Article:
Arabic virtual bookstore

One of my usual cheap weekend entertainments is hitting the used book venues. But what do you do when you suddenly can’t walk? Not to worry.

The other day I discovered downloadable books at The Internet Archive (archive.org) and indulged in a Sax Rohmer reading marathon. When I moved to Jordan I had to discard two-thirds of my books.  When I got back, the only one I missed was  Sax Rohmer’s Fu Manchu series from the 1920’s. It’s hard to find those titles any more.

Then I stated thinking about dictionaries, and how heavy they can be to carry around. In particular, what about Hans Wehr’s classical Arabic dictionary? Maybe it was old enough to be out of copyright and I could install it in my laptop. Sure enough, The Internet Archive has it.

Here it is, and more.  The best is last:
A Dictionary of Modern Written Arabic Wehr, Hans, 1976
Dictionnaire chaouia-kabyle-arabe-français French, Arabic, Kabyle (Berber)
Arabic proverbs; or, The manners and customs of the modern Egyptians, Burckhardt, John Lewis (1875)
A Reference Grammar of Modern Standard Arabic, Karin C. Ryding, 2005
Al-Mawrid Arabic-English lexicon 1995
Wortabet’s Arabic-English Dictionary, 1984.
Syriac Arabic Dictionary, Bishop Eugene Manna(1867-1928) (medieval and liturgical Aramaic)
A Compendious Syriac Dictionary [based on R. Payne Smith] – (1903) Oxford Vol 01 Vol 02 (medieval and liturgical Aramaic)

Arabian Wisdom, John Wortabet, 1907  (Proverbs)

Wright’s Grammar”- A Grammar of the Arabic Language V1 and V2
Translated from the German of Caspari , 1896.  (Classic grammar.) From Amazon reader reviews:

First, anyone considering this book needs to understand that this is a reference grammar, not a textbook for learning Arabic. The material is arranged by parts of speech and by grammatical concepts, not as a series of lessons going from simple to more complicated. There are no exercises and no excerpts for reading practice (although all discussions of grammar and semantics are illustrated by examples). The level of the book is not for beginners….I find it hard to recommend the Syntax section of the book, which has pages upon pages of such explanations. But many other parts (such as the discussion of the forms of the verb) are lucid and helpful, probably because there aren’t any English parallels to get in the way.
~~~
Wright has been the standard reference grammar of Classical Arabic for over a hundred years, and is still the most comprehensive generally available for the Classical language. Wright’s knowledge of Arabic and his use of Arab grammarians was vast, and he’s worth persevering with. The traditional Western terminology is a positive advantage to anyone who’s used to it,… However, Wright introduces the Arabic terminology almost everywhere, which is a great boon – modern writers tend to ignore Arabic terminology, which is rather pig-headed as it leaves the student unable to discuss language with Arabic speakers, and at a disadvantage when trying to understand books in Arabic on language.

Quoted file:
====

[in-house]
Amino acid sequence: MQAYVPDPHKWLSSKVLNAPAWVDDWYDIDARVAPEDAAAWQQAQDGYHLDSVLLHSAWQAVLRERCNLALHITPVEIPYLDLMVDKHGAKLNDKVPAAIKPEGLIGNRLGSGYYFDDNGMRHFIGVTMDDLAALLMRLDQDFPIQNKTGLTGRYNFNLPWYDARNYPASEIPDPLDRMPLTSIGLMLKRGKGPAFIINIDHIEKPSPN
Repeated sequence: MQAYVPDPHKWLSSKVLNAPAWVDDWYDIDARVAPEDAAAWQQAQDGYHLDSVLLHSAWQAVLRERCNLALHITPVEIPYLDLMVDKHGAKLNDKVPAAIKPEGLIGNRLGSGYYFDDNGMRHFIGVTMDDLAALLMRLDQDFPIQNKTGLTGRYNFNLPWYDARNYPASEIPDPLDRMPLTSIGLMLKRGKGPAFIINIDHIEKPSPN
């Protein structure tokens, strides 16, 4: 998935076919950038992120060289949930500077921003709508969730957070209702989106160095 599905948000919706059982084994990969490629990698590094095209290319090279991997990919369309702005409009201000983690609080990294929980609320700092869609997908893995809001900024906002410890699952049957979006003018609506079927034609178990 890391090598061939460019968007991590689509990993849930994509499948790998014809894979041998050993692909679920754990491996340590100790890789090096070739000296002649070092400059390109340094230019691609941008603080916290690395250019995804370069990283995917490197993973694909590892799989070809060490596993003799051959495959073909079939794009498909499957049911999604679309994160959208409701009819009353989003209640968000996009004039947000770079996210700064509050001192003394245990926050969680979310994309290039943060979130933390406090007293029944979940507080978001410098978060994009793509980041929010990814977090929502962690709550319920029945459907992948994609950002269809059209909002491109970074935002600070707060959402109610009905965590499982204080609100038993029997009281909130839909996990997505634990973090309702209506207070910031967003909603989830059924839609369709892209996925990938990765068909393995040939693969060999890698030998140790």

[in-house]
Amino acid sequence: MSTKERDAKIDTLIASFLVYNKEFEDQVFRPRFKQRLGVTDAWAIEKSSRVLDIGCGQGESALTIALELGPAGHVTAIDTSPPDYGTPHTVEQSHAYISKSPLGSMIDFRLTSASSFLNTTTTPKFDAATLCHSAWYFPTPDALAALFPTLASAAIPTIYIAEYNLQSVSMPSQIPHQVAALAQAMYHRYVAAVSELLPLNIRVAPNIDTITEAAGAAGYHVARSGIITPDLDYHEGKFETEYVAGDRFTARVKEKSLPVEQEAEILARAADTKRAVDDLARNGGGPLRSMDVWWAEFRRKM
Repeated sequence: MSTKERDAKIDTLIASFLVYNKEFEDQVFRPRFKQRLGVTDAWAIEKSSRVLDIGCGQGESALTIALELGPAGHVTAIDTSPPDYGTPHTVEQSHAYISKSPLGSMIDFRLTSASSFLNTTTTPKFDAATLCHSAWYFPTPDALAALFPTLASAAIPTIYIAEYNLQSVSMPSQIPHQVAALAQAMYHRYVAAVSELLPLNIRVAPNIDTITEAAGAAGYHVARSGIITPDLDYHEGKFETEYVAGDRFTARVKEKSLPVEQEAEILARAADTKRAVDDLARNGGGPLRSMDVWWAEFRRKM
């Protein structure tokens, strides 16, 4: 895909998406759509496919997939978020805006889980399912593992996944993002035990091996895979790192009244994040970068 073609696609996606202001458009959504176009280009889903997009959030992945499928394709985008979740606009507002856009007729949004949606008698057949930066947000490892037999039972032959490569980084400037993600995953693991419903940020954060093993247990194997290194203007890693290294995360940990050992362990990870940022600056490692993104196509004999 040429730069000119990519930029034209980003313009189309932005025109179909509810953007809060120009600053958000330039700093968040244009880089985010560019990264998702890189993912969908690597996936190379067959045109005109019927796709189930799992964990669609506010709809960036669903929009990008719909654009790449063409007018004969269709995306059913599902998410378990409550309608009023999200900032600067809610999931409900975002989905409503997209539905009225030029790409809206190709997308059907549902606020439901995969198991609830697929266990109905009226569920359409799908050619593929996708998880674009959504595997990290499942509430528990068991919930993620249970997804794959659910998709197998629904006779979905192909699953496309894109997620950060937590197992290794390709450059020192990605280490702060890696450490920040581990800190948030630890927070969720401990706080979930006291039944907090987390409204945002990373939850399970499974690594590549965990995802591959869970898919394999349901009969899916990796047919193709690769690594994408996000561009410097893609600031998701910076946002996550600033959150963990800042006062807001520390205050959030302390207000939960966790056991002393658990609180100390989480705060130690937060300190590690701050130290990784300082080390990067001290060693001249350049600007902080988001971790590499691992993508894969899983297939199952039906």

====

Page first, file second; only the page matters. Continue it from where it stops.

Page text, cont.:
Fischer’s “A Grammar of Classical Arabic” is much more accessible to those unused to traditional Western grammar, even if it is rather less complete in its coverage. In particular, it has nothing on Arabic verse, for which you still neeed to use Wright.

Arabic Idioms-idioms, proverbs, polite, religious and Islamic expressions (Proverbs)
Saudi colloquial audio archive. (Arabic course)

From other sources:

Lane’s Lexicon“–Edward William Lane’s Arabic-English Lexicon (Dictionary)

Media Arabic essential vocabulary.

Sudan Arabic vocabulary.

Sudan Juba dialect vocabulary.

Lists of inks for Arabic historical, etymological, medical, and military dictionaries, regional dialect language courses.
Mo3jam, a user-generated dictionary of colloquial Arabic (mostly in Arabic), like Urban Dictionary, but clean (I think).
*Various sundry downloads. An astonishing collection of 44 pages of links and downloads for the student of Arabic language and culture.  Bibliophiles might try a search for Arabic Manuscripts, a Vademecum for Readers (yummy illustrations, look at “bookbinding”) or Proximity and Distance, Medieval Hebrew and Arabic Poetry.

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Arabic alphabet cheatsheet

(I’m supposed to trace the alphabet with my toes to start rehabilitating my foot.)

(They didn’t say which alphabet.)

(This chart has videos to go with it, and a page for initital, medial, and final forms.)

[image credits: alphabet table (U of Alabama), picture alphabet, Stanford Alphabet Chart –click on a letter and see how to write it, audio and video]

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Abdullah Yusuf Ali’s Romanization

Here is how my copy of Abdullah Yusuf Ali‘s translation of the Koran looks.  English on the left, transliteration in the middle, Arabic on the right. (clickable)


For the record, this is the 1991 edition, printed in Lahore, Pakistan.  It was a gift from a friend in Amman who was alarmed about my spiritual health.  A quick browse though reviews of this translation in Google Books shows some reviewers complaining about the lack of transliteration–apparently some versions were printed with only the Arabic on one side and English on the other–and I thought the transliteration had been discontinued. But a look at this 2007 edition show the transliterations are still alive and well.  Okay, alive then.  Because the transliterations don’t make much sense to me.